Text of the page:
open access

Vol 64, No 6 (2006)
Other
Published online: 2006-06-27
Submitted: 2012-12-28
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Original article
Risk factors of atherosclerosis in premenopausal women with a sense of well-being. A pilot study

Rafał Łukaszewicz, Magdalena Łukaszewicz, Leszek Ceremużyńsk
Kardiol Pol 2006;64(6):573-580.

open access

Vol 64, No 6 (2006)
Other
Published online: 2006-06-27
Submitted: 2012-12-28

Abstract

Introduction: Women before menopause are thought to be relatively safe from cardiovascular disease due to the protective effects of oestrogens, although one may question this opinion with regards to women with many typical risk factors. However, because of the shortage of data concerning prevalence of risk factors in young women, it is not known whether this phenomenon is confined to a limited group or affects many women. Aim: The purpose of this study was to determine the prevalence of either typical risk factors of atherosclerosis or emotional disturbances that might increase the probability of coronary artery disease in young women. Methods: The study group involved 62 premenopausal women with a sense of well-being (regular menstruations, activity of serum follicle stimulating hormone < 15 IU/L). Mean age of women was 43.5 years. Total cholesterol, LDL and HDL fractions, triglyceride, lipoprotein (a) and homocysteine concentrations were examined and body mass index was calculated. A psychological examination assessing depression and neuroticism intensity was also performed. Results: Total cholesterol concentration (mean values ± SD, expressed as mg%, percentage of abnormal results are given in brackets) was 206.3±35.8 (67.2), LDL cholesterol 124.3±30.2 (55.1), HDL cholesterol HDL 62.5±14.8 (6.9), triglyceride 101±60.1 (13.8), lipoprotein (a) 18.9±17.5 (44.8). Body mass index was 25.2±4.1 (41.3). History of smoking was positive in 27.4% and 6.5% of examined women had arterial hypertension. Coexistence of 4 to 5 aforementioned risk factors was noted in 27.4% of studied subjects. Mean homocysteine concentration was 10.7±2.1 µmol/L, while 41.3% of subjects had levels above the threshold of 11 µmol/l, commonly considered pathological. Symptoms of depression and neuroticism were seen in 30.5% and 22.5% of women, respectively. Conclusions: This pilot study of young women demonstrated that, in contrary to popular belief, this population is vulnerable to cardiovascular disease due to high prevalence of many risk factors.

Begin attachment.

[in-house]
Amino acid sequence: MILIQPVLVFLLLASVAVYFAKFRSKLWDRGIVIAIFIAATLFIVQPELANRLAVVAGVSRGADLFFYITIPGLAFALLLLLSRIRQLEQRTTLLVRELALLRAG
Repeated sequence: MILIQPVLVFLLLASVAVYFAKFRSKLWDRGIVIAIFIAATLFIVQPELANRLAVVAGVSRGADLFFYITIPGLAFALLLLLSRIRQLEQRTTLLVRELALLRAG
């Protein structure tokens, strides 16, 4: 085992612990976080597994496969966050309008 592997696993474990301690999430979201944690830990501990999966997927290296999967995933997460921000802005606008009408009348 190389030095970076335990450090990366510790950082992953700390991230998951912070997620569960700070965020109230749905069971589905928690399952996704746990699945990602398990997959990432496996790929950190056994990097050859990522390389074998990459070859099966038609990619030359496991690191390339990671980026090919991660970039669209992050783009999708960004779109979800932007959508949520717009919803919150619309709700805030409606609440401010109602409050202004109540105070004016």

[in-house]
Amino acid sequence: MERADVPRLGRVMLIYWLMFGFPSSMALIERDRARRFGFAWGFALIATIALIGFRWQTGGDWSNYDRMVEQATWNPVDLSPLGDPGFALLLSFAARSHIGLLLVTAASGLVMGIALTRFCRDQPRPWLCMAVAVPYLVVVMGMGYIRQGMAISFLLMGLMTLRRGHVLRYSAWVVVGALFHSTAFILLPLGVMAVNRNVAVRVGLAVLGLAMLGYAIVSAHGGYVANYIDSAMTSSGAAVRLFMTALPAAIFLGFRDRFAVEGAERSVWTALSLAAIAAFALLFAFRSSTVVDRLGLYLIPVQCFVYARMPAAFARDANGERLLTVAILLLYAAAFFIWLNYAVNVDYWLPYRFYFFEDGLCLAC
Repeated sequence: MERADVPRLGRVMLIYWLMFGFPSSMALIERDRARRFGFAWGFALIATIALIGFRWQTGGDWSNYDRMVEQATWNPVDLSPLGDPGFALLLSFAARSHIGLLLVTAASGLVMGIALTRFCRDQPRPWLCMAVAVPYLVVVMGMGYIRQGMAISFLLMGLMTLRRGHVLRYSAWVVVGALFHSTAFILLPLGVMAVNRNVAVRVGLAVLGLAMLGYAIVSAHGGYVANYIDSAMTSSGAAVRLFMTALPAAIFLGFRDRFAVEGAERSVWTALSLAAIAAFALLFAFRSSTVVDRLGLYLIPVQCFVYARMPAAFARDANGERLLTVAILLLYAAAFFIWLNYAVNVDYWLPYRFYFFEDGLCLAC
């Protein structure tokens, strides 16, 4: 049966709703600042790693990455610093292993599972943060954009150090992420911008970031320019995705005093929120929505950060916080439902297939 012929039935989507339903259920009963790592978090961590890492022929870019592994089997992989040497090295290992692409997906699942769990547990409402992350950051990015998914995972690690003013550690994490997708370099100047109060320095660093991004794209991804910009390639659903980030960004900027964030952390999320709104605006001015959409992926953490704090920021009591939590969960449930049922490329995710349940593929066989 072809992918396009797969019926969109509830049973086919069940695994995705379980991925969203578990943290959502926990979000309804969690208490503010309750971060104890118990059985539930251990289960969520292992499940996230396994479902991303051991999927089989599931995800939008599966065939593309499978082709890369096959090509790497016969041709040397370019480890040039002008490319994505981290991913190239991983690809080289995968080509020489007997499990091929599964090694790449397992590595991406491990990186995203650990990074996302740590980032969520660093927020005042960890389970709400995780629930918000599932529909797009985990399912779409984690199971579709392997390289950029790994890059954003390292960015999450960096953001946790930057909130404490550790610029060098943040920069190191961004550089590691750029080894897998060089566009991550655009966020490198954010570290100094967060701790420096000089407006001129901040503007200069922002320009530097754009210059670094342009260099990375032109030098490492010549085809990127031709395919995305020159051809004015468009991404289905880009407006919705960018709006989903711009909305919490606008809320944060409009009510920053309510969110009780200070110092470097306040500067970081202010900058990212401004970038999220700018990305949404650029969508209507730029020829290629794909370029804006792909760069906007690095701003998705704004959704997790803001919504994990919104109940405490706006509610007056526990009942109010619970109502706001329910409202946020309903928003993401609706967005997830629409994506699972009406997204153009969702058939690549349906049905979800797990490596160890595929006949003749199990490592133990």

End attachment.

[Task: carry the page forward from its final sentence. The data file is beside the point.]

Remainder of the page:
Abstract

Introduction: Women before menopause are thought to be relatively safe from cardiovascular disease due to the protective effects of oestrogens, although one may question this opinion with regards to women with many typical risk factors. However, because of the shortage of data concerning prevalence of risk factors in young women, it is not known whether this phenomenon is confined to a limited group or affects many women. Aim: The purpose of this study was to determine the prevalence of either typical risk factors of atherosclerosis or emotional disturbances that might increase the probability of coronary artery disease in young women. Methods: The study group involved 62 premenopausal women with a sense of well-being (regular menstruations, activity of serum follicle stimulating hormone < 15 IU/L). Mean age of women was 43.5 years. Total cholesterol, LDL and HDL fractions, triglyceride, lipoprotein (a) and homocysteine concentrations were examined and body mass index was calculated. A psychological examination assessing depression and neuroticism intensity was also performed. Results: Total cholesterol concentration (mean values ± SD, expressed as mg%, percentage of abnormal results are given in brackets) was 206.3±35.8 (67.2), LDL cholesterol 124.3±30.2 (55.1), HDL cholesterol HDL 62.5±14.8 (6.9), triglyceride 101±60.1 (13.8), lipoprotein (a) 18.9±17.5 (44.8). Body mass index was 25.2±4.1 (41.3). History of smoking was positive in 27.4% and 6.5% of examined women had arterial hypertension. Coexistence of 4 to 5 aforementioned risk factors was noted in 27.4% of studied subjects. Mean homocysteine concentration was 10.7±2.1 µmol/L, while 41.3% of subjects had levels above the threshold of 11 µmol/l, commonly considered pathological. Symptoms of depression and neuroticism were seen in 30.5% and 22.5% of women, respectively. Conclusions: This pilot study of young women demonstrated that, in contrary to popular belief, this population is vulnerable to cardiovascular disease due to high prevalence of many risk factors.
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About this article
Title

Original article
Risk factors of atherosclerosis in premenopausal women with a sense of well-being. A pilot study

Journal

Kardiologia Polska (Polish Heart Journal)

Issue

Vol 64, No 6 (2006)

Pages

573-580

Published online

2006-06-27

Bibliographic record

Kardiol Pol 2006;64(6):573-580.

Authors

Rafał Łukaszewicz
Magdalena Łukaszewicz
Leszek Ceremużyńsk

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